Relationship Violence and the Effects on Victims
Relationship violence refers to the aggressive behavior that typically involves the violent abuse of an intimate partner or spouse. Individuals who have been exposed to relationship violence often experience challenges concerning healing both emotionally and physically from multiple traumas (Edlin, Eric, and Kelli 509). Such traumas may have diverse effects on the body, mind, and spirit. Both men and women experience relationship violence, with the effects manifesting themselves immediately following the abuse, or long after the act has ended.
Some of the physical effects of relationship violence include chronic fatigue, involuntary shaking, sexual dysfunction, shortness of breath, disrupted sleeping and eating patterns, muscle tension, as well as fertility issues and disrupted menstrual cycles in women. Victims of relationship violence also suffer mental problems. For instance, battering, which is a major cause of injury among women, is more significant than rapes, automobile accidents, or even robberies. In fact, the psychological and emotional toll that results from abuse within relationships may be more difficult and costly to treat than physical injury.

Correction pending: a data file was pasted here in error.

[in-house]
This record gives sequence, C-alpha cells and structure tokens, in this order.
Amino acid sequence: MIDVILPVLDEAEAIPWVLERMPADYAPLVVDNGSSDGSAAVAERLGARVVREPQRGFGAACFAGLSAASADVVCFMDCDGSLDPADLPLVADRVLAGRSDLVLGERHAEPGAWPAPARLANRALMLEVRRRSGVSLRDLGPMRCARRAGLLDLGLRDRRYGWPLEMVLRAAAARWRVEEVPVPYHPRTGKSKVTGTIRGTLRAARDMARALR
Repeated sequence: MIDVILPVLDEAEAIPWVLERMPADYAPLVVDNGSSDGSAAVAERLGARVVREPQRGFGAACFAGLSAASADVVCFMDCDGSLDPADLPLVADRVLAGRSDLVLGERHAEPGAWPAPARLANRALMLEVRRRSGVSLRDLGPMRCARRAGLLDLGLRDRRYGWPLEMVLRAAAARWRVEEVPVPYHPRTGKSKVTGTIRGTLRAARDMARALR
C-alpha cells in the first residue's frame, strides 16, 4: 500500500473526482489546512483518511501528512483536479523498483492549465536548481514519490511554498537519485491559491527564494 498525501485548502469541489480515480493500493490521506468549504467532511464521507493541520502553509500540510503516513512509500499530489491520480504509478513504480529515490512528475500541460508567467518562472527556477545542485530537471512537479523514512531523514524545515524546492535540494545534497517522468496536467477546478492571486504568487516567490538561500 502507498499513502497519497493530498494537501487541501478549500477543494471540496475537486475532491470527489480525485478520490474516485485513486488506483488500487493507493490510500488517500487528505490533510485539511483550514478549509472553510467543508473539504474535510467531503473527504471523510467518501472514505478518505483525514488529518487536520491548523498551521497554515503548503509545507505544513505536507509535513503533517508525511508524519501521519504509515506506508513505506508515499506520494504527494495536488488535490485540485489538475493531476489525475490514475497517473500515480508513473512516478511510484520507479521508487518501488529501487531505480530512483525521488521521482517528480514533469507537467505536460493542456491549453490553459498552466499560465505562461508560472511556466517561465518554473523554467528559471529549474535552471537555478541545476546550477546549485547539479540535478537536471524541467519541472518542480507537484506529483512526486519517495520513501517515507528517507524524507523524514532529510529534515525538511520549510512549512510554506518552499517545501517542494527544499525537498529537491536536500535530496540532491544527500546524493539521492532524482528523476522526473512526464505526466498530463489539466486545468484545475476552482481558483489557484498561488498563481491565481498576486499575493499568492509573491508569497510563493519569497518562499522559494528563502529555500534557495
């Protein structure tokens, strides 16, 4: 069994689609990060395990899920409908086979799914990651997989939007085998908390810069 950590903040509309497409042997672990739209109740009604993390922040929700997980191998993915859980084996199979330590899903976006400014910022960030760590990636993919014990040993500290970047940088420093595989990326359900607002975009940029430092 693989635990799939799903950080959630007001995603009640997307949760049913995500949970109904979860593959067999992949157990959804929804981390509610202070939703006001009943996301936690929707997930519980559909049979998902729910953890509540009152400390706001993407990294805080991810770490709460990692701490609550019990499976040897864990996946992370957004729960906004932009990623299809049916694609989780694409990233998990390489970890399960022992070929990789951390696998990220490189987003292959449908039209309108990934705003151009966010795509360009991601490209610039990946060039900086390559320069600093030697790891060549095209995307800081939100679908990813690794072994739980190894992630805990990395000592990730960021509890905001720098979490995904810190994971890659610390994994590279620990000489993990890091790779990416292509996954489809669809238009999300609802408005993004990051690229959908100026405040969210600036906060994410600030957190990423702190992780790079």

Physical injuries caused by relationship violence also tend to cause medical difficulties as the victims age (Roberts, Kelsey, and Gene 46). Victims of relationship violence have identified heart disease, arthritis, and hypertension as di…
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